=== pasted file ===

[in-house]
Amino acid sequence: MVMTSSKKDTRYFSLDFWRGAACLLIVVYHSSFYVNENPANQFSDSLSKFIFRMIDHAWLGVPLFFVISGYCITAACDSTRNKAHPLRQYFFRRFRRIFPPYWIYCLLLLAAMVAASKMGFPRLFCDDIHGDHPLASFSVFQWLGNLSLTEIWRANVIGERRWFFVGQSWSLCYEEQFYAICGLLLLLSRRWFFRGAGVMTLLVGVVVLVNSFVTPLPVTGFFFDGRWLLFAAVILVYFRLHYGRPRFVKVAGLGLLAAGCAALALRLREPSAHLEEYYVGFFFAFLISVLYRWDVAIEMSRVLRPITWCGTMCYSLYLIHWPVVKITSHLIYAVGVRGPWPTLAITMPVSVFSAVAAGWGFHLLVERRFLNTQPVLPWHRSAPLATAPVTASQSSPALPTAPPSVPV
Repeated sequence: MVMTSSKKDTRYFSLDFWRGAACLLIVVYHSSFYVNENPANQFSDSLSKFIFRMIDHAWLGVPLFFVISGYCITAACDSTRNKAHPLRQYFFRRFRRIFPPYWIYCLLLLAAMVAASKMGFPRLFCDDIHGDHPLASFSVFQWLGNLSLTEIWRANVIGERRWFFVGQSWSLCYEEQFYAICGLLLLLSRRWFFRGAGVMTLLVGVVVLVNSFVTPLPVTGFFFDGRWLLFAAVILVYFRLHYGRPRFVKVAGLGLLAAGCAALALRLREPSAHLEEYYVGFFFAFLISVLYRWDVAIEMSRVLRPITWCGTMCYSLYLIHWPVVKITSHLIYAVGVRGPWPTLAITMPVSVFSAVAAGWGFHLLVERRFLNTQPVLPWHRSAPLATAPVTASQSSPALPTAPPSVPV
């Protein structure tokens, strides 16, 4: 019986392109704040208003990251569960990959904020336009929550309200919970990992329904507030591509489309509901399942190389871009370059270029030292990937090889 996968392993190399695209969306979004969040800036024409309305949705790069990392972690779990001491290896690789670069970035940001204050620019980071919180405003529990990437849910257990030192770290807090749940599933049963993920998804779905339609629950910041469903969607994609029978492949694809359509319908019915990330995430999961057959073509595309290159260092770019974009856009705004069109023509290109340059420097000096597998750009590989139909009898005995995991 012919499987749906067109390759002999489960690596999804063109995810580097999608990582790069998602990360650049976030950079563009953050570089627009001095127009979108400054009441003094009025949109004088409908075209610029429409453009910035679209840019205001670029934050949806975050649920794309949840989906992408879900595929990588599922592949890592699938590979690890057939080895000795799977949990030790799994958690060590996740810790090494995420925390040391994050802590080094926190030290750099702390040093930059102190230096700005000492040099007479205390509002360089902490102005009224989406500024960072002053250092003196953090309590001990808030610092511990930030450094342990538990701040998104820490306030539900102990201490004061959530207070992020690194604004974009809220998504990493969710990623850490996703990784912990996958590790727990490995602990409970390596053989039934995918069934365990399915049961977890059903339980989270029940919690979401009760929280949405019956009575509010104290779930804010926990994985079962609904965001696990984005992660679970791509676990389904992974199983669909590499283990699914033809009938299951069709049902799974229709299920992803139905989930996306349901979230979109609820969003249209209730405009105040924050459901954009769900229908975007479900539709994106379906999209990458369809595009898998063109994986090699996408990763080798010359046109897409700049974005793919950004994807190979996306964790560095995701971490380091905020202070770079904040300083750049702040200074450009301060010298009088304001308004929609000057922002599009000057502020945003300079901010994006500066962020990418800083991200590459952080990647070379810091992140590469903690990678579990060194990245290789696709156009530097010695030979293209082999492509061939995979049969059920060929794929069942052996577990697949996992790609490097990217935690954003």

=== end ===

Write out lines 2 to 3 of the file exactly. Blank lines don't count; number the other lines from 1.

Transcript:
Amino acid sequence: MVMTSSKKDTRYFSLDFWRGAACLLIVVYHSSFYVNENPANQFSDSLSKFIFRMIDHAWLGVPLFFVISGYCITAACDSTRNKAHPLRQYFFRRFRRIFPPYWIYCLLLLAAMVAASKMGFPRLFCDDIHGDHPLASFSVFQWLGNLSLTEIWRANVIGERRWFFVGQSWSLCYEEQFYAICGLLLLLSRRWFFRGAGVMTLLVGVVVLVNSFVTPLPVTGFFFDGRWLLFAAVILVYFRLHYGRPRFVKVAGLGLLAAGCAALALRLREPSAHLEEYYVGFFFAFLISVLYRWDVAIEMSRVLRPITWCGTMCYSLYLIHWPVVKITSHLIYAVGVRGPWPTLAITMPVSVFSAVAAGWGFHLLVERRFLNTQPVLPWHRSAPLATAPVTASQSSPALPTAPPSVPV
Repeated sequence: MVMTSSKKDTRYFSLDFWRGAACLLIVVYHSSFYVNENPANQFSDSLSKFIFRMIDHAWLGVPLFFVISGYCITAACDSTRNKAHPLRQYFFRRFRRIFPPYWIYCLLLLAAMVAASKMGFPRLFCDDIHGDHPLASFSVFQWLGNLSLTEIWRANVIGERRWFFVGQSWSLCYEEQFYAICGLLLLLSRRWFFRGAGVMTLLVGVVVLVNSFVTPLPVTGFFFDGRWLLFAAVILVYFRLHYGRPRFVKVAGLGLLAAGCAALALRLREPSAHLEEYYVGFFFAFLISVLYRWDVAIEMSRVLRPITWCGTMCYSLYLIHWPVVKITSHLIYAVGVRGPWPTLAITMPVSVFSAVAAGWGFHLLVERRFLNTQPVLPWHRSAPLATAPVTASQSSPALPTAPPSVPV